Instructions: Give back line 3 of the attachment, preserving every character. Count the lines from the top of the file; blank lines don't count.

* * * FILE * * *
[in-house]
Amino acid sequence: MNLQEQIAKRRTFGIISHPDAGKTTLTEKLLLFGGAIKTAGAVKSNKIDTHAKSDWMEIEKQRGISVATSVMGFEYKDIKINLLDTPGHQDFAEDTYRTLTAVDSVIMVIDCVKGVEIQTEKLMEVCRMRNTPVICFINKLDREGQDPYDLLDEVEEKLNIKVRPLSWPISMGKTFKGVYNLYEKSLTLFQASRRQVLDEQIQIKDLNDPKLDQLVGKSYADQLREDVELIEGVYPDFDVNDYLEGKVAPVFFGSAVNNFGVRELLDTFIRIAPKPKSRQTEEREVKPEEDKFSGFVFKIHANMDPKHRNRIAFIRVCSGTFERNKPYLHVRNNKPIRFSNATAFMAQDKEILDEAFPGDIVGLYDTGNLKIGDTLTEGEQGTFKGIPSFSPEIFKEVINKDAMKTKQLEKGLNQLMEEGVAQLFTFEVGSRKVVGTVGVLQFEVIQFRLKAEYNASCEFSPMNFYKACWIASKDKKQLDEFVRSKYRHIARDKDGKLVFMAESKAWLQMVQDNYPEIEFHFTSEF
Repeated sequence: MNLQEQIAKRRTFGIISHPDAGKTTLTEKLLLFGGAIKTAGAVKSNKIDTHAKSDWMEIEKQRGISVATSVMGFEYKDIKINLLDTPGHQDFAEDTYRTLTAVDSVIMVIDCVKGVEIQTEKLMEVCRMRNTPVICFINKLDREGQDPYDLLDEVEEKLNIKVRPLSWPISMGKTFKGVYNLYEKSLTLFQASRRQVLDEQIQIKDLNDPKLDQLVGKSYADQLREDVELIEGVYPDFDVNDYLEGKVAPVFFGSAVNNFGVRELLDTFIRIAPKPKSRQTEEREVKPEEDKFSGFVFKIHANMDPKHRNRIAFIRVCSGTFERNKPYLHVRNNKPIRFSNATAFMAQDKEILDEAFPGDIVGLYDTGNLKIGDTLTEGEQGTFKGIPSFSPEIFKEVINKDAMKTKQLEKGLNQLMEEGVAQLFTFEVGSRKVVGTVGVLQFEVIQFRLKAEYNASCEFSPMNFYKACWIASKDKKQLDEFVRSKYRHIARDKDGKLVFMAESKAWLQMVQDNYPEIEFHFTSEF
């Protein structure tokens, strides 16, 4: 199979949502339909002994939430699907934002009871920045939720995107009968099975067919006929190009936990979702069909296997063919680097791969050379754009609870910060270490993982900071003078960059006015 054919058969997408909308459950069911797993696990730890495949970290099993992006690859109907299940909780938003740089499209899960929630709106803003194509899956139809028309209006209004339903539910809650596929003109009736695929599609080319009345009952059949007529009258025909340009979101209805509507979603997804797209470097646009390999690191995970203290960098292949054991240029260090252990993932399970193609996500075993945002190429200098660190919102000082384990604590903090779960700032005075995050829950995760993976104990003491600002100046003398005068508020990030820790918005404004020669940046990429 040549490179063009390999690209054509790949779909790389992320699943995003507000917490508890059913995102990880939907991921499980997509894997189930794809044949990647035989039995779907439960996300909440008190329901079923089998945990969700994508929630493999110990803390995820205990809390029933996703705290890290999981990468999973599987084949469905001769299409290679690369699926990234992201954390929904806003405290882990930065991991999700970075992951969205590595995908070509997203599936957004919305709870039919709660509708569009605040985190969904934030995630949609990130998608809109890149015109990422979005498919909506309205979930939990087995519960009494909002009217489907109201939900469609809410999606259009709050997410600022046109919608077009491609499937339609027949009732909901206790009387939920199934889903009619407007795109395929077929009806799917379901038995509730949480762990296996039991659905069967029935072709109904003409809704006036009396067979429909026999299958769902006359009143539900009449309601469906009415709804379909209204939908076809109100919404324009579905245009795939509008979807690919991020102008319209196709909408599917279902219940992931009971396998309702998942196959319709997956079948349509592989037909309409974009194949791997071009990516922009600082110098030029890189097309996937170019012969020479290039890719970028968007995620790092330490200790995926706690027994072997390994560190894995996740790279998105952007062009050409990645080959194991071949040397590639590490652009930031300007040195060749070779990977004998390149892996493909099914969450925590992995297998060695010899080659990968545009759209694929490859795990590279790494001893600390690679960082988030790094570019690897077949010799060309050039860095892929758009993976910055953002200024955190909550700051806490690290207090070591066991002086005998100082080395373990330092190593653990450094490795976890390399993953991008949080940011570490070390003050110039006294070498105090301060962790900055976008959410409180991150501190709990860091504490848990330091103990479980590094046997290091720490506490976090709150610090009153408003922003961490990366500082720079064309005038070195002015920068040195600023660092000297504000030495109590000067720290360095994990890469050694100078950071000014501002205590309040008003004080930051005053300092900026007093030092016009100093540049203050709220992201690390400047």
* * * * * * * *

Repeated sequence: MNLQEQIAKRRTFGIISHPDAGKTTLTEKLLLFGGAIKTAGAVKSNKIDTHAKSDWMEIEKQRGISVATSVMGFEYKDIKINLLDTPGHQDFAEDTYRTLTAVDSVIMVIDCVKGVEIQTEKLMEVCRMRNTPVICFINKLDREGQDPYDLLDEVEEKLNIKVRPLSWPISMGKTFKGVYNLYEKSLTLFQASRRQVLDEQIQIKDLNDPKLDQLVGKSYADQLREDVELIEGVYPDFDVNDYLEGKVAPVFFGSAVNNFGVRELLDTFIRIAPKPKSRQTEEREVKPEEDKFSGFVFKIHANMDPKHRNRIAFIRVCSGTFERNKPYLHVRNNKPIRFSNATAFMAQDKEILDEAFPGDIVGLYDTGNLKIGDTLTEGEQGTFKGIPSFSPEIFKEVINKDAMKTKQLEKGLNQLMEEGVAQLFTFEVGSRKVVGTVGVLQFEVIQFRLKAEYNASCEFSPMNFYKACWIASKDKKQLDEFVRSKYRHIARDKDGKLVFMAESKAWLQMVQDNYPEIEFHFTSEF